I want to justify my lack of action by saying I am not rich and that His words don’t apply to me.

But compared to most of the world’s inhabitants.  I am rich.

So I really need to do something and help the poor… around me.  And not pretend Jesus’ words don’t apply to me.  Because they do.


Miranda. My first real “other culture” friend.  She was my first Chinese language teacher as well. She gave me my Chinese name that will always be a part of my Chinese life.  There were many other Chinese friends that first year overseas, but I spent the most time with Miranda and naturally her fluent English helped immensely in our communication with each other.

Young, single, and fun, Miranda helped me learned the complexities of the Cantonese language and culture.  She was my teacher, friend, sister in Christ,  and an important bridge between my American worldview and the Chinese worldview that was so new to me. She also had  a background working with other western students and was not ignorant of American thinking.


Yet because of those assets, she perhaps wasn’t as traditional Chinese as others who may have had little interaction with white faces.  But on the other hand, at that time anyone living and working in Hong Kong would agree that the western mindset and way of doing things were a part of everyone’s lives and not totally foreign (but possibly misinterpreted) .  Hong Kong was still part of the British Empire and would be until 1997!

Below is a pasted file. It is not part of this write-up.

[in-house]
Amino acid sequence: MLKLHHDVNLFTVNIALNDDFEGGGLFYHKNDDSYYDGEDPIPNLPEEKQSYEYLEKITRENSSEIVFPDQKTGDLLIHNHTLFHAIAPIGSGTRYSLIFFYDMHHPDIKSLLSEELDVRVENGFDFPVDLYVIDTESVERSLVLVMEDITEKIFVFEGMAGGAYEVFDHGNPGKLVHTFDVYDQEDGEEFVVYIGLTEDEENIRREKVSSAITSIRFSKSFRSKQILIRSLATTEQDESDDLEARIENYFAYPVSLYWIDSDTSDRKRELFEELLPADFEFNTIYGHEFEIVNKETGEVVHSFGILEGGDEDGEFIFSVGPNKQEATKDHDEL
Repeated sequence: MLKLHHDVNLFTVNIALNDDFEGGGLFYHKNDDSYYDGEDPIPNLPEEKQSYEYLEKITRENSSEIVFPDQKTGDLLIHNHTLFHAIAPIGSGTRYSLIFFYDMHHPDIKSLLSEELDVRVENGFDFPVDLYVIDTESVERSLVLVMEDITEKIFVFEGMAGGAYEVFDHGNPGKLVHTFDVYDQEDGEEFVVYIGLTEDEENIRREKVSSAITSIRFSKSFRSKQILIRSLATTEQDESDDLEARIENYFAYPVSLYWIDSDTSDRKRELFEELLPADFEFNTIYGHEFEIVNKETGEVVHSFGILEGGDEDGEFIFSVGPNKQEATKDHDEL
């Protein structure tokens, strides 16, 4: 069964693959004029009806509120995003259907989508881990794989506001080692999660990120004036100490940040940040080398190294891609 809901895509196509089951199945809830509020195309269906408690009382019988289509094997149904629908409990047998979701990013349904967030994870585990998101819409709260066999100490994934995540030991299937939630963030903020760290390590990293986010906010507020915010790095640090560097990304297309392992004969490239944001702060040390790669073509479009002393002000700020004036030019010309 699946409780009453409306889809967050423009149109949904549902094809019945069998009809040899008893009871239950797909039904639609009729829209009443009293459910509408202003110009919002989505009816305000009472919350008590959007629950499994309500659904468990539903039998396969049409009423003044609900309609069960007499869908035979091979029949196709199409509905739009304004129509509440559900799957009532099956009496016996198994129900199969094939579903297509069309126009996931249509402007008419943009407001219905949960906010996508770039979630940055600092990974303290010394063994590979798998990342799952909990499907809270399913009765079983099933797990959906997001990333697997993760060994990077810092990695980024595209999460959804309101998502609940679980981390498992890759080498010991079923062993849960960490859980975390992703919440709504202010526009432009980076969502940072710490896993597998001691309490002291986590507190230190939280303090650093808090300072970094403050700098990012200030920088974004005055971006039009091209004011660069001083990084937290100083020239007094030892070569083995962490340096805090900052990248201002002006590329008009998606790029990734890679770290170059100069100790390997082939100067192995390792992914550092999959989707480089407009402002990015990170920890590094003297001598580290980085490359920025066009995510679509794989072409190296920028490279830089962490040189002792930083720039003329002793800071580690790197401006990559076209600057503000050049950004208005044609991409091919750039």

And so my friend, Miranda, with an interesting mixture of the East and West, perhaps unknowingly implanted in me a deep and enduring love for the blend of cultures, the exploration of new places and ideas, and the priceless treasure of friendships with those of other languages and nationalities.

We spent hours together as she patiently and privately taught me Cantonese.  But it was not all work and study!   Oftentimes food was involved.  Through Miranda, I found out that Hong Kong was the home of all kinds of delicious sweet snacks and fascinating beverages.  A combination of strong Lipton tea, instant coffee and condensed milk became a favorite of mine.  (Those were the days that I didn’t care about cholesterol levels).  And the food!  —  barbecued pork, rice and noodle dishes, Shanghai food, dim sum, rice porridge, soups, seafood,  fruit and vegetables I had never seen before, and countless more.  But Miranda also loved western food and it seemed like Hong Kong had a vast variety of western restaurants and fast food places.